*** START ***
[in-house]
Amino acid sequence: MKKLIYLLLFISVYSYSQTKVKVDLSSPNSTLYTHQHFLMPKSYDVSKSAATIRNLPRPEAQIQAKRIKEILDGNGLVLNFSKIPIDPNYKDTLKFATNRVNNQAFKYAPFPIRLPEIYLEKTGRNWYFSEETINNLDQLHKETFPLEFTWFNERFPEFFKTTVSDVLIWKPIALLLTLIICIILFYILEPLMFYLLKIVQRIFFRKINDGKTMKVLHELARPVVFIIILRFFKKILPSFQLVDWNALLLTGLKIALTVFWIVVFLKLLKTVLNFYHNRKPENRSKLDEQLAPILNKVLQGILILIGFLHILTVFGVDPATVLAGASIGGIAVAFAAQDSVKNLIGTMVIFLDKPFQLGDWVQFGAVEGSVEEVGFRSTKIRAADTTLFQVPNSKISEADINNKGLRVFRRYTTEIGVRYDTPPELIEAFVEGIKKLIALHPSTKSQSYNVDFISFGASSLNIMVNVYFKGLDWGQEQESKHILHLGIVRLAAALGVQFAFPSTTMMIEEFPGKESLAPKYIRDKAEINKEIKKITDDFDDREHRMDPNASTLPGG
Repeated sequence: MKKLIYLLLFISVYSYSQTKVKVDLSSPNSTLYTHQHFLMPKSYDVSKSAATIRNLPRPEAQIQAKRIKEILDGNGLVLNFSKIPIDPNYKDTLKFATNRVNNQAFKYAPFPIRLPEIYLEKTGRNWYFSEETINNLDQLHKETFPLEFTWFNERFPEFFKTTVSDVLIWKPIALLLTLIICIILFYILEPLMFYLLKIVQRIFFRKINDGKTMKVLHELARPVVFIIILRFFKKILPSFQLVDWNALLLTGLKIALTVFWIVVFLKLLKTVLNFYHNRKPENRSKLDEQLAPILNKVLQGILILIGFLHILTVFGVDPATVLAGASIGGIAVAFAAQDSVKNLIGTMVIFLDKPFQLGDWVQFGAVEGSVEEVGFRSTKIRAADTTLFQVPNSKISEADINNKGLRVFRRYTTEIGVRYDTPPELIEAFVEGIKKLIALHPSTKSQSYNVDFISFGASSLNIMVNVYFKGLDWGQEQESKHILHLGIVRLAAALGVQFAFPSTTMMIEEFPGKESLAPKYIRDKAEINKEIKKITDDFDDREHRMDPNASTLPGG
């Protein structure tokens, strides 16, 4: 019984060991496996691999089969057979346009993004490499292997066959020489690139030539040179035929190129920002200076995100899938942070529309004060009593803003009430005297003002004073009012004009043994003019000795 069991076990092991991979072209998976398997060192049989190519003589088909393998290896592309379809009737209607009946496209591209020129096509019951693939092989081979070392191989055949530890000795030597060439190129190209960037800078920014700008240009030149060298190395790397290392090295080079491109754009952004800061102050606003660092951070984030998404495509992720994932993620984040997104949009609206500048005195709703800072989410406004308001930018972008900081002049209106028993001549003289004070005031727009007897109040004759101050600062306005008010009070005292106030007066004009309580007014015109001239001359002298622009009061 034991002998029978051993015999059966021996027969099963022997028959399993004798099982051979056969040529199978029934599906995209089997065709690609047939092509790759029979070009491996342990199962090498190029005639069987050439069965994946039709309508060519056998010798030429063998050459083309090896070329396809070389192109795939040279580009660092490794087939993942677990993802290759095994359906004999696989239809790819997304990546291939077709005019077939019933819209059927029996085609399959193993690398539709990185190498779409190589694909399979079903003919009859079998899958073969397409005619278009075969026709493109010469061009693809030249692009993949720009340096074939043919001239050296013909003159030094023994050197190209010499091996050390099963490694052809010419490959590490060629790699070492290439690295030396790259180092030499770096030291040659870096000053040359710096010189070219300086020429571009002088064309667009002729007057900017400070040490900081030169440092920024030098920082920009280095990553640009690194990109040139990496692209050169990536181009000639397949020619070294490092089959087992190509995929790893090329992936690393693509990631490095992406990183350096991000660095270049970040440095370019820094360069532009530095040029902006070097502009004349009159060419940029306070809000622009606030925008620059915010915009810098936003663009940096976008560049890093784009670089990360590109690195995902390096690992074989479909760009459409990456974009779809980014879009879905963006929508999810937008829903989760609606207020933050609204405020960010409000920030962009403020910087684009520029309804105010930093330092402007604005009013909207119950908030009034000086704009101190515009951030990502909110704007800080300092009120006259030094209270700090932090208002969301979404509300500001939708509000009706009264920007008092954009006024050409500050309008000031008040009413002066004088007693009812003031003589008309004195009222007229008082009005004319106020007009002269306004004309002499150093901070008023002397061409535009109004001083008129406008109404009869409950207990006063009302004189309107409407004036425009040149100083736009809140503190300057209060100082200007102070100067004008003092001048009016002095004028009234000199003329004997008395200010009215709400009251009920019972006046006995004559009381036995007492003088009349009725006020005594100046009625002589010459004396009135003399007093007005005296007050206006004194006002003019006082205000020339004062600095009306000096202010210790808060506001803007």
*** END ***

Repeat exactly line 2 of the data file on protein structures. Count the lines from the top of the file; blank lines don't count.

Amino acid sequence: MKKLIYLLLFISVYSYSQTKVKVDLSSPNSTLYTHQHFLMPKSYDVSKSAATIRNLPRPEAQIQAKRIKEILDGNGLVLNFSKIPIDPNYKDTLKFATNRVNNQAFKYAPFPIRLPEIYLEKTGRNWYFSEETINNLDQLHKETFPLEFTWFNERFPEFFKTTVSDVLIWKPIALLLTLIICIILFYILEPLMFYLLKIVQRIFFRKINDGKTMKVLHELARPVVFIIILRFFKKILPSFQLVDWNALLLTGLKIALTVFWIVVFLKLLKTVLNFYHNRKPENRSKLDEQLAPILNKVLQGILILIGFLHILTVFGVDPATVLAGASIGGIAVAFAAQDSVKNLIGTMVIFLDKPFQLGDWVQFGAVEGSVEEVGFRSTKIRAADTTLFQVPNSKISEADINNKGLRVFRRYTTEIGVRYDTPPELIEAFVEGIKKLIALHPSTKSQSYNVDFISFGASSLNIMVNVYFKGLDWGQEQESKHILHLGIVRLAAALGVQFAFPSTTMMIEEFPGKESLAPKYIRDKAEINKEIKKITDDFDDREHRMDPNASTLPGG